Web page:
Bringing Balance to the Ocean

Sharks are top of the food chain.  As an apex predator, they keep other populations in check.  By being extremely effective in their feeding habits, sharks often feast on the old or sick grooming the populations of predators that may be directly beneath them.  Eliminating them from the food chain would cause a potential devastation to other species that share the habitat with sharks.  Their role in the ocean heavily affects the general health of the population as well and maintaining a diversity by keeping other predator’s populations in check.  Removal of sharks could also change hunting habits as well as feeding habits of other species that could influence seagrass, corals as well as the collapse of other fisheries.

“One study in the U.S. indicates that the elimination of sharks resulted in the destruction of the shellfish industry in waters off the mid-Atlantic states of the United States, due to the unchecked population growth of cow-nose rays, whose mainstay is scallops. Other studies in Belize have shown reef systems falling into extreme decline when the sharks have been overfished, destroying an entire ecosystem. The downstream effects are frightening: the spike in grouper population (thanks to the elimination of sharks) resulted in a decimation of the parrotfish population, who could no longer perform their important role: keeping the coral algae-free and therefore reducing the oxygen quantities in our atmosphere. The knock on effects of this could be devastating for all life on Earth.”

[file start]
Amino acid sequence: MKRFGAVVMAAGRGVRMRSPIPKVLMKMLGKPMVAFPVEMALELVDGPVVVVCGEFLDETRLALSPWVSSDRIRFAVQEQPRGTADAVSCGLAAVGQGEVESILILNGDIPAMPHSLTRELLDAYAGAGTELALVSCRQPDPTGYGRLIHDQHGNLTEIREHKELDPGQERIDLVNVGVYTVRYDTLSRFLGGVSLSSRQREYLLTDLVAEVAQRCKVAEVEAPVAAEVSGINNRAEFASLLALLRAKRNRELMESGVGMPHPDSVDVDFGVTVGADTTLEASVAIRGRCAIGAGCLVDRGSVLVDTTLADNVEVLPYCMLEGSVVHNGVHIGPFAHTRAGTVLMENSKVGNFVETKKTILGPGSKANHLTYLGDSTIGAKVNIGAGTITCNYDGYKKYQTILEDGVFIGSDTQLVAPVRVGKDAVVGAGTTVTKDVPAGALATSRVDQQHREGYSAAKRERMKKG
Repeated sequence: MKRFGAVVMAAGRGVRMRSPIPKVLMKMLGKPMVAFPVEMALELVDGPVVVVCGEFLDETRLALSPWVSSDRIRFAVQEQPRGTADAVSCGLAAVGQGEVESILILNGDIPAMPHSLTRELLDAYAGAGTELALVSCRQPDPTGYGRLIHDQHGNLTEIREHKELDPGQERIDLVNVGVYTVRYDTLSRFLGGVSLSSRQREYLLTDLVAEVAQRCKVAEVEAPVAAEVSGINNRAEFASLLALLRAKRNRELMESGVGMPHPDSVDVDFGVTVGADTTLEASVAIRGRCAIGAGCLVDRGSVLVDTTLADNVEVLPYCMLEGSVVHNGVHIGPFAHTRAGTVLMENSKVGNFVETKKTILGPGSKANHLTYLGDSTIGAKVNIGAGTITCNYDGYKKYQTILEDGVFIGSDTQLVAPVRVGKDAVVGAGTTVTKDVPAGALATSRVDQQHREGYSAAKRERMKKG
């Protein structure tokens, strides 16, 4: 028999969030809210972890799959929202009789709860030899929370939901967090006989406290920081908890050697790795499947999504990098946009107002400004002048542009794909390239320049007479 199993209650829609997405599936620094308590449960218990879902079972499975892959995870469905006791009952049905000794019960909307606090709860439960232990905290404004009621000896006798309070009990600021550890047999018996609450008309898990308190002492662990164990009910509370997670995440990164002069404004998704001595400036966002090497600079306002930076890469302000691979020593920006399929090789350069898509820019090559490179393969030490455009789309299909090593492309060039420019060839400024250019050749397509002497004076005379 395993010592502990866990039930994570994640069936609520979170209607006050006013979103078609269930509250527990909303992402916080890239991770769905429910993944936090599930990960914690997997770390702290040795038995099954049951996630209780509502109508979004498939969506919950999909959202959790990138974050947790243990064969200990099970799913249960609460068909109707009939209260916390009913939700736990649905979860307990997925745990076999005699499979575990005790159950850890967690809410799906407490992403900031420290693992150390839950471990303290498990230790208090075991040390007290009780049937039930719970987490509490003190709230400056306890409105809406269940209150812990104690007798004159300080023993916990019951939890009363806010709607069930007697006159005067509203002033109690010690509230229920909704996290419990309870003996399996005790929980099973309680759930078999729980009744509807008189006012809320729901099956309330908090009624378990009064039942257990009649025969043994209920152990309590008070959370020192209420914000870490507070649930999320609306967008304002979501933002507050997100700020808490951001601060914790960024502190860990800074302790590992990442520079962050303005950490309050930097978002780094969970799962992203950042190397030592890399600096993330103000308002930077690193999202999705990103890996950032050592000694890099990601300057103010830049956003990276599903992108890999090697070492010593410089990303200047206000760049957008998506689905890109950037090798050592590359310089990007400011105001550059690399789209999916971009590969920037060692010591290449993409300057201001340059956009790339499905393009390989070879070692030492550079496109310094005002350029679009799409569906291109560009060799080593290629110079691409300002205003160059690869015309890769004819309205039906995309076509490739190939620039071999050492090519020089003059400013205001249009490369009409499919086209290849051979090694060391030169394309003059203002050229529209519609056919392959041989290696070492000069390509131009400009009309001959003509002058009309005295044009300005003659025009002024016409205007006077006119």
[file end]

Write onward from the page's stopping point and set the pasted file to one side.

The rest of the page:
What Can I Do To Help?

People often ask; what can we do to help?  I am just a person?

  • First and foremost, do not buy food containing shark fin.
  • Always opt for environmental and sustainable alternatives and substitutes. It isn’t just about the shark meat. Shark cartilage and oils are found in a range of products from beauty items to health nutrition. By boycotting shark products, you will reduce market demand.
  • Contact your elected officials asking them what steps they are taking to end the unregulated trade in shark fins. Let your legislators know that sharks are important to you.  Ask them to introduce and support legislation that will list sharks as protected species.  This has helped in many cities across the globe forcing restaurants to take shark fin soup off the menu.
  • Stay current through social media and other publications to see what is being done and how you can help, whether it is just by taking a pledge or sharing it with your friends. Tell your friends and relatives that they may be contributing to the irreversible decline of shark populations.

Speak out when you see abuse.  This can mean anything from molesting sharks during a dive or fishing for them illegally.

  • Stay informed and share. Learn how different human activities put sharks at risk. By educating yourself on the issues, you can find effective ways to help by speaking at local clubs, schools and other local venues that might create awareness. By understanding the issues, you can teach others about sharks and inspire them to get involved as well.
  • Reduce Your Seafood Consumption. No one likes to hear this.  Unfortunately, commercial fishing impacts the sharks negatively in more than one way.  Besides reducing their own source of food, sharks are themselves a byproduct of commercial fishing.